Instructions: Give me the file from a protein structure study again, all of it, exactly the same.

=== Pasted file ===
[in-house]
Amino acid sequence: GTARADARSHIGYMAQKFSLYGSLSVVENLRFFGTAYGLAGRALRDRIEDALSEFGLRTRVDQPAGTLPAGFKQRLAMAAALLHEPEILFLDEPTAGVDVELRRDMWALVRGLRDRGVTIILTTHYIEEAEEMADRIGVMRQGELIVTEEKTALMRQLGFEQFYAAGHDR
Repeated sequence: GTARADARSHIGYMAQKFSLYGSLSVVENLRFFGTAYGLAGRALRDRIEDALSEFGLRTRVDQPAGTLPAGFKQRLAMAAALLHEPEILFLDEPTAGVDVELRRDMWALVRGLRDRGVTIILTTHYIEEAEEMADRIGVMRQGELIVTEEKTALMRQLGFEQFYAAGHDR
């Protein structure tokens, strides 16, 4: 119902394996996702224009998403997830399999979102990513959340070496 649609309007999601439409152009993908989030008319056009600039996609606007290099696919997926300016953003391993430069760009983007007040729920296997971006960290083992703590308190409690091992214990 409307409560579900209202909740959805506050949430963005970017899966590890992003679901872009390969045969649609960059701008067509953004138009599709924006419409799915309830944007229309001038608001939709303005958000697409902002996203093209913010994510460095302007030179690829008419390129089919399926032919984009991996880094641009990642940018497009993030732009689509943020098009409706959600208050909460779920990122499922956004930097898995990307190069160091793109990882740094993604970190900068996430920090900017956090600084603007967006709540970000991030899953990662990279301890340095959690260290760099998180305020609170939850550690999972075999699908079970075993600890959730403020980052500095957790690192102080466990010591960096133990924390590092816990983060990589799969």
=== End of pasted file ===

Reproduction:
[in-house]
Amino acid sequence: GTARADARSHIGYMAQKFSLYGSLSVVENLRFFGTAYGLAGRALRDRIEDALSEFGLRTRVDQPAGTLPAGFKQRLAMAAALLHEPEILFLDEPTAGVDVELRRDMWALVRGLRDRGVTIILTTHYIEEAEEMADRIGVMRQGELIVTEEKTALMRQLGFEQFYAAGHDR
Repeated sequence: GTARADARSHIGYMAQKFSLYGSLSVVENLRFFGTAYGLAGRALRDRIEDALSEFGLRTRVDQPAGTLPAGFKQRLAMAAALLHEPEILFLDEPTAGVDVELRRDMWALVRGLRDRGVTIILTTHYIEEAEEMADRIGVMRQGELIVTEEKTALMRQLGFEQFYAAGHDR
């Protein structure tokens, strides 16, 4: 119902394996996702224009998403997830399999979102990513959340070496 649609309007999601439409152009993908989030008319056009600039996609606007290099696919997926300016953003391993430069760009983007007040729920296997971006960290083992703590308190409690091992214990 409307409560579900209202909740959805506050949430963005970017899966590890992003679901872009390969045969649609960059701008067509953004138009599709924006419409799915309830944007229309001038608001939709303005958000697409902002996203093209913010994510460095302007030179690829008419390129089919399926032919984009991996880094641009990642940018497009993030732009689509943020098009409706959600208050909460779920990122499922956004930097898995990307190069160091793109990882740094993604970190900068996430920090900017956090600084603007967006709540970000991030899953990662990279301890340095959690260290760099998180305020609170939850550690999972075999699908079970075993600890959730403020980052500095957790690192102080466990010591960096133990924390590092816990983060990589799969």